This sets the entire application up for queued execution. This doesn't mean that all components within this applications will be queued at all times. This just means that this application in general can execute components queued. The actual queuing of components is activated on an interface-by-interface basis.
The second setting activates the "listening mechanism" which automatically checks the queue for calls made to the queued components. This is a very handy setting, because we can simply turn this off to simulate a disconnected environment (otherwise, the asynchronous processing in our examples would take place so quickly, we wouldn't even notice it).
Now that we have the new application, let's also set up the actual component. To do so, right-click the "Components" node and select the "New" option from the menu. Simply add the Hospital.DLL as a plain COM component. Once that is done, we also need to specify the interfaces that are supposed to be executed in a queued fashion. Drill down into the component until you see the interface "Iordermedicine" and
Note that we are not interested in any security settings at this point. Typically, application as well as component security should be turned of on the items we just created. However, it cannot hurt to check these settings. They can be viewed in the application property dialog as well as the component property dialog. Both have a "Security" page. Make sure the "Enforce access checks…" checkbox is NOT checked.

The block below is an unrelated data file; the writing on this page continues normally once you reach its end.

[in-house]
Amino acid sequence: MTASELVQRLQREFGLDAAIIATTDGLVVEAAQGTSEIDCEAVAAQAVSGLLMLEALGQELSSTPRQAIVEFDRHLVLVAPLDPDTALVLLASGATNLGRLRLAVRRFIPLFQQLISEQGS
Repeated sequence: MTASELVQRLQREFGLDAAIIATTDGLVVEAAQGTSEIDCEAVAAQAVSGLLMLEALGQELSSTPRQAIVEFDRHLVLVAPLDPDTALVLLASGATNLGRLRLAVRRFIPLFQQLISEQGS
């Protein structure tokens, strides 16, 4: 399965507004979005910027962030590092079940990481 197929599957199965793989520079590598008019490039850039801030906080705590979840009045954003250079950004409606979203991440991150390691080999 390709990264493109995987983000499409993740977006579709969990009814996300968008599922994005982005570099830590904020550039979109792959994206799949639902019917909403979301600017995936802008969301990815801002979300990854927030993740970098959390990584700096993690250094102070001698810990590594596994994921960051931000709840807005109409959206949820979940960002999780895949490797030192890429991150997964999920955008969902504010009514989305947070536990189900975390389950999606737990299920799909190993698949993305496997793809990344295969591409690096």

Now that we set up this queued application, COM+ automatically created queues in the Queuing Services. We don't have to interfere with any of those settings, but it is interesting to take a look. To do so, activate the "Computer Management" tool (Start/Programs/Administrative Tools/Computer Management) and drill down to Services and Applications\Message Queuing\Private Queues. In this folder you will find several queues that are generated automatically and are named depending on the name of your queued application. In our example the queues are named "hospital", "hospital_0" through "hospital_4" and "hospital_deadqueue". The first 6 queues are used to route messages (the longer it takes for a message to be delivered, the higher the queue number it is located in). If there is a problem and the message can not be delivered, it ends up in the "deadqueue" (see below).